With ‘Movie Pass’, Dish Ensures Blockbuster’s Irrelevance

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Oh, Dish Network. You were so close to turning Blockbuster from a overlooked clump of hair in the drain to a new and exciting brand. But with Blockbuster Movie Pass, you blew it.

For weeks, rumors swirled that Blockbuster was going to launch a streaming video service to rival Netflix, and the timing couldn’t have been better. Netflix had just announced that it was breaking off its DVD rental service into a subsidiary called Qwikster, with a separate website, separate billing, separate queues and separate reviews. This news came shortly after Netflix raised prices by 60 percent for existing users who wanted streaming movies and mail-order DVD rentals. Consumers were livid and dumbfounded by Netflix’s sudden changes.

(MORE: Netflix Backlash Rages On in Response to ‘Qwikster’)

At that point, Dish could have launched a service comparable to what Netflix used to be–streaming and DVDs in a single package for $10 per month, or maybe even a little more–and it would’ve been a hit. People were ready to make the switch.

But instead of attacking Netflix directly, Dish introduced a Blockbuster-branded add-on for its satellite TV customers. For $10 per month, they get streaming movies on their computers, plus one DVD rental at a time from Blockbuster by mail or in stores. There’s no smartphone or tablet access (not yet, at least), and no streaming to game consoles or other set-top boxes.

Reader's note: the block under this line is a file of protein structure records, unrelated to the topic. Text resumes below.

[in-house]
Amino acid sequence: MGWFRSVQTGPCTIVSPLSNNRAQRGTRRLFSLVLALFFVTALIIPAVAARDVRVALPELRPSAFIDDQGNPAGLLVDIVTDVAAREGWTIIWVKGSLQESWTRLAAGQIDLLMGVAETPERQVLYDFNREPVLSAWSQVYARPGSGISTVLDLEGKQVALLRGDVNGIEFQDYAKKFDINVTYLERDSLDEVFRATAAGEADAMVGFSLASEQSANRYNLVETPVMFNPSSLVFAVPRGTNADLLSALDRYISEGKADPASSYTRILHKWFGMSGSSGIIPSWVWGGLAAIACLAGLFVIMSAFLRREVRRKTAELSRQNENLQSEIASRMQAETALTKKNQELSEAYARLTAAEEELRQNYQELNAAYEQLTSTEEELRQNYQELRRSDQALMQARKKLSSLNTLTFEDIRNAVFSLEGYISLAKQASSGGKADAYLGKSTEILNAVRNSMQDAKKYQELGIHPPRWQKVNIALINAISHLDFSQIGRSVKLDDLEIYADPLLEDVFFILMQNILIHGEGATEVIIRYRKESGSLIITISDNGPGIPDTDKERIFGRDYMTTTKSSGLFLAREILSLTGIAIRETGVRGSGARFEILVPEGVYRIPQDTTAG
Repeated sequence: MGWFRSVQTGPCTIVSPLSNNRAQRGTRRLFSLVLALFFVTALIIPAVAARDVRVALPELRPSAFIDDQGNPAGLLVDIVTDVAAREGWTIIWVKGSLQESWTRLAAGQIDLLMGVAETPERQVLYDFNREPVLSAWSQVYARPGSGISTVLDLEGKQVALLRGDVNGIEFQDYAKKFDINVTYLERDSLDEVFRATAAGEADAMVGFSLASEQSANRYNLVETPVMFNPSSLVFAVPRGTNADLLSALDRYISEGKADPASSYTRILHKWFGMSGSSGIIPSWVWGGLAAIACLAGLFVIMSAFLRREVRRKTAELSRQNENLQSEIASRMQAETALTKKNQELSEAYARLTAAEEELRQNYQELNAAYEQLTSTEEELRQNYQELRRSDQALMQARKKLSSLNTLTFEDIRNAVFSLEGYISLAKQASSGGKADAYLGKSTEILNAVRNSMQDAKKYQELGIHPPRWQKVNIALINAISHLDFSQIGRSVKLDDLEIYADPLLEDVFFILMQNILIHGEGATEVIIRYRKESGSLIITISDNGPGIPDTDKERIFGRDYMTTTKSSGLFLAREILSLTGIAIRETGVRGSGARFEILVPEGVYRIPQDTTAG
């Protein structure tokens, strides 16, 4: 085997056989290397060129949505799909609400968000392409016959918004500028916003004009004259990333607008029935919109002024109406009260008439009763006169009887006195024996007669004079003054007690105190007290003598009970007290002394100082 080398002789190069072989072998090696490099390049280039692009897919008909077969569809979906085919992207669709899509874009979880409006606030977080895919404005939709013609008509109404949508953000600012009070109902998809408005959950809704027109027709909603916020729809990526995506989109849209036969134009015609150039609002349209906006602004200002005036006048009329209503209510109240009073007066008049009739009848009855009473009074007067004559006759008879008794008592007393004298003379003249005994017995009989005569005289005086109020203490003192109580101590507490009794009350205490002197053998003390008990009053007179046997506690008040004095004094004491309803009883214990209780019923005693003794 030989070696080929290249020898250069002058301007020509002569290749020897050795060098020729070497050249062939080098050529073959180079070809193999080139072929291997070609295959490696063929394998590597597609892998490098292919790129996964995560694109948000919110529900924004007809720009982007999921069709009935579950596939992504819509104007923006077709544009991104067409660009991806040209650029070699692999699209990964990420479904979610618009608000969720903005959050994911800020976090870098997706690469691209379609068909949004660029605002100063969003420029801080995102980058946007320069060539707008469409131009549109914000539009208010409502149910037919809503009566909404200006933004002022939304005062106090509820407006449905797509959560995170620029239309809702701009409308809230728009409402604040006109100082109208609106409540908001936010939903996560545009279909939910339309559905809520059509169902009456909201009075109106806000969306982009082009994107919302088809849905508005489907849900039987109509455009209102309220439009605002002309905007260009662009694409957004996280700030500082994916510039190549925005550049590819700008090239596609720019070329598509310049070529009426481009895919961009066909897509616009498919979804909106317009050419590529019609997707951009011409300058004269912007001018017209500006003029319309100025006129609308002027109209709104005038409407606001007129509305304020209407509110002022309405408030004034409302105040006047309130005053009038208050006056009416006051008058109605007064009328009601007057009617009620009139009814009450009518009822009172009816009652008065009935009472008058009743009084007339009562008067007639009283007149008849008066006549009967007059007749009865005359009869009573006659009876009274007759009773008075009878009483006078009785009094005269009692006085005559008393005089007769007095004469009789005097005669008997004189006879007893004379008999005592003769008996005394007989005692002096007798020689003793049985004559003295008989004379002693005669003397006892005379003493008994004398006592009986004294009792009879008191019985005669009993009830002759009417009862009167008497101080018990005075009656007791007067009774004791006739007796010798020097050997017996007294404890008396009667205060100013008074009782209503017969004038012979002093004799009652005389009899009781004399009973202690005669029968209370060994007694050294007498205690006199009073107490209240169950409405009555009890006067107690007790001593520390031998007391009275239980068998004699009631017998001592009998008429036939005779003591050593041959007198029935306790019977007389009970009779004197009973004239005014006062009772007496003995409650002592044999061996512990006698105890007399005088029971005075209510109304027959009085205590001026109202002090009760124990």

Dish says that it’ll eventually get around to offering a streaming service that isn’t tied to a satellite TV subscription, but the company will probably screw that up as well. After all, if a streaming service looks attractive enough, it’s a potential threat to Dish’s existing business model. Meanwhile, the opportunity to feed off Netflix’s squandered good will is slipping away.

I’m reminded of when Blockbuster tried to “rescue” angry Netflix customers in July with a special offer of $10 per month for one DVD rental at a time and $15 per month for two DVD rentals. Sentiment aside, that deal was in many cases more expensive than Netflix and didn’t include any options for streaming video. This week, Dish claimed to offer a “stream come true” for ex-Netflix subscribers, but in reality is selling nothing of the sort.

This could have been the start of a great comeback for Blockbuster. Instead, it’s another missed opportunity.

MORE: Mad About Netflix Prices? Here Are Some Alternative Services